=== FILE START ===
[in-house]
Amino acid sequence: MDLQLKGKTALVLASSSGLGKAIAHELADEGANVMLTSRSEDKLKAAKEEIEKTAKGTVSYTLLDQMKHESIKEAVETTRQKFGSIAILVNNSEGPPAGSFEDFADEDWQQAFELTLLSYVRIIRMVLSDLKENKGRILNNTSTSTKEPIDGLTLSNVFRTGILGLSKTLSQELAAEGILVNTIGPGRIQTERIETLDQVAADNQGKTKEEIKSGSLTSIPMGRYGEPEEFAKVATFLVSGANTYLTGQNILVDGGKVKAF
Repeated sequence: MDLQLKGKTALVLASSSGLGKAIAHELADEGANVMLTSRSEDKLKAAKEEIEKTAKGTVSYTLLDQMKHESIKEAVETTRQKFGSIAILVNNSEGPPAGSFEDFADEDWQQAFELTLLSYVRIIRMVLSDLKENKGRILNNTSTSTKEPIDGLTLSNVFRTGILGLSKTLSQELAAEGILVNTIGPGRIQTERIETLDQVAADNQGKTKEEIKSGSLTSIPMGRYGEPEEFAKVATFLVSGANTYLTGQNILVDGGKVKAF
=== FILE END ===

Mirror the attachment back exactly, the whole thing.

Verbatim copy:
[in-house]
Amino acid sequence: MDLQLKGKTALVLASSSGLGKAIAHELADEGANVMLTSRSEDKLKAAKEEIEKTAKGTVSYTLLDQMKHESIKEAVETTRQKFGSIAILVNNSEGPPAGSFEDFADEDWQQAFELTLLSYVRIIRMVLSDLKENKGRILNNTSTSTKEPIDGLTLSNVFRTGILGLSKTLSQELAAEGILVNTIGPGRIQTERIETLDQVAADNQGKTKEEIKSGSLTSIPMGRYGEPEEFAKVATFLVSGANTYLTGQNILVDGGKVKAF
Repeated sequence: MDLQLKGKTALVLASSSGLGKAIAHELADEGANVMLTSRSEDKLKAAKEEIEKTAKGTVSYTLLDQMKHESIKEAVETTRQKFGSIAILVNNSEGPPAGSFEDFADEDWQQAFELTLLSYVRIIRMVLSDLKENKGRILNNTSTSTKEPIDGLTLSNVFRTGILGLSKTLSQELAAEGILVNTIGPGRIQTERIETLDQVAADNQGKTKEEIKSGSLTSIPMGRYGEPEEFAKVATFLVSGANTYLTGQNILVDGGKVKAF